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Professor Xiangdong Gu - College English Test (CET) washback talk

Date: 20 September 2013 Time: 2.00 pm

Venue: Bowland North SR10

A longitudinal case study of the washback of the National College English Test on teachers' teaching processes and behaviours: Classroom observation

Xiangdong Gu, Chongqing University & Zhiqiang Yang, Chongqing University of Science and Technology

Date: Friday 20th September

Time: 2:00pm - 3:30pm

Room: SR10 Bowland North

Abstract

Since Alderson and Wall (1993), an increasing number of washback studies have been carried out in the field of language assessment (among others, Wall & Alderson, 1993; Shohamy, Donitsa-Schmidt & Ferman, 1996; Alderson & Hamp-Lyons, 1996; Watanabe, 1996; Qi, 2004; Cheng, 2005; Hawkey, 2006; Gu, 2007; Green, 2007). These have deepened our understanding of this complex phenomenon. However, there is a dearth of baseline and longitudinal studies tracking changes in washback.

This study reports the results of a longitudinal case study of the washback of the National College English Test in China (CET), from which the washback findings on teaching processes and behaviours observed will be discussed. This CET washback study, using a case-study approach, focused on classroom teachers before and after the largest innovation in the history of CET in 2005. We observed 17 teachers' classrooms in 2003 (before the CET innovation) and 29 teachers' classrooms in 2009 (after the CET innovation) using the same classroom observation coding scheme. We also videotaped three teachers' classroom teaching for in-depth analysis in both years at the sampled university.

Before and after classroom teaching and learning comparisons were made from four perspectives: teaching plans, teaching content, teaching methods and teaching attitudes. The research findings indicate that the College English teaching model remained the same after the CET innovation, but there were also some clear-cut changes in terms of semester teaching plans, teaching content and teaching methods. It seems that the CET innovation was one of the main factors contributing to these changes, which, however, may also be attributed to other factors, such as the official teaching syllabus, school curriculum design, the use of the CET results, teachers' individual differences, and students' English proficiency. This paper will discuss these changes and factors and should encourage participants to think about the changes and factors in relation to the exams they are familiar with.

In the CET washback study, two theoretical models were constructed: a basic research model of CET washback and a hierarchical model of its stakeholders, with test-irrelevant factors related to different layers of stakeholders. These models may be replicated or referenced in other test washback studies. Our research indicates a series of test-irrelevant factors affecting teachers' teaching processes and behaviours, and puts forward suggestions for various groups of stakeholders to promote positive washback. We also provide suggestions for further studies on CET washback in particular and test washback in general as well.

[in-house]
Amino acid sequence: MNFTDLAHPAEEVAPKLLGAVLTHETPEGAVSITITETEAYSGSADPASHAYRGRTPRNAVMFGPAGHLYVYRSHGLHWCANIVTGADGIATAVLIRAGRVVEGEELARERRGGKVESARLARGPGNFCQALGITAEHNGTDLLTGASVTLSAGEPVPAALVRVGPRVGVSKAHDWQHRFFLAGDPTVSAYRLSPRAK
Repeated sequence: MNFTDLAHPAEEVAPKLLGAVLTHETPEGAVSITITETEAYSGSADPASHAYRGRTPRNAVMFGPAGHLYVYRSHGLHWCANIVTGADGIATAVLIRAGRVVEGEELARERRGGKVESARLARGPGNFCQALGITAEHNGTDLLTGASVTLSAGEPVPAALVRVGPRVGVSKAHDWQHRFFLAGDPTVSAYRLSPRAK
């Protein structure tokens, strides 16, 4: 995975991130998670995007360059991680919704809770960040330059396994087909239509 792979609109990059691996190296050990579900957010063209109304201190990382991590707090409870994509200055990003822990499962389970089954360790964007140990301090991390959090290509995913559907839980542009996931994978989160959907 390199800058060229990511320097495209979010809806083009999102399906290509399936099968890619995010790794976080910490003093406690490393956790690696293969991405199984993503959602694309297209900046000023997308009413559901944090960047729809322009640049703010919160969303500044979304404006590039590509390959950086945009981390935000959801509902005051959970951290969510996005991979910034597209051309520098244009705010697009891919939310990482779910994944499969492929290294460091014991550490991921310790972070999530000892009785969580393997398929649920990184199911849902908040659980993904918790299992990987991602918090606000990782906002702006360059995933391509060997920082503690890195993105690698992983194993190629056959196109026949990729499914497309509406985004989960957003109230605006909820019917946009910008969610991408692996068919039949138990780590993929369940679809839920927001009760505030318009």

Biographical details

Professor Xiangdong Gu is director of the Research Centre of Language, Cognition and Language Application and director of the Assessment Research Institute in Chongqing University, China. She also serves as professor at the English Department in the same university and as senior research consultant to Cambridge English Language Assessment. She holds a PhD in Linguistics and Applied Linguistics from Shanghai Jiaotong University (China) supervised by Professor Huizhong Yang, and furthered her study at University of California Los Angeles supervised by Professor Lyle F. Bachman after her PhD. She had a one-year visiting professorship (Oct. 2011-Sept. 2012) supervised by Dr Nick Saville in Cambridge ESOL Research and Validation Group. Since 2000, she has published and presented academic papers widely on language assessment, EFL teaching & learning, and teacher development. Her recent interests mainly focus on validation and impact studies of large-scale and high-stakes national and international EFL tests in China.

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Who can attend: Anyone

 

Further information

Organising departments and research centres: Linguistics and English Language

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Faculty of Arts and Social Sciences
Faculty of Arts and Social Sciences
Lancaster University
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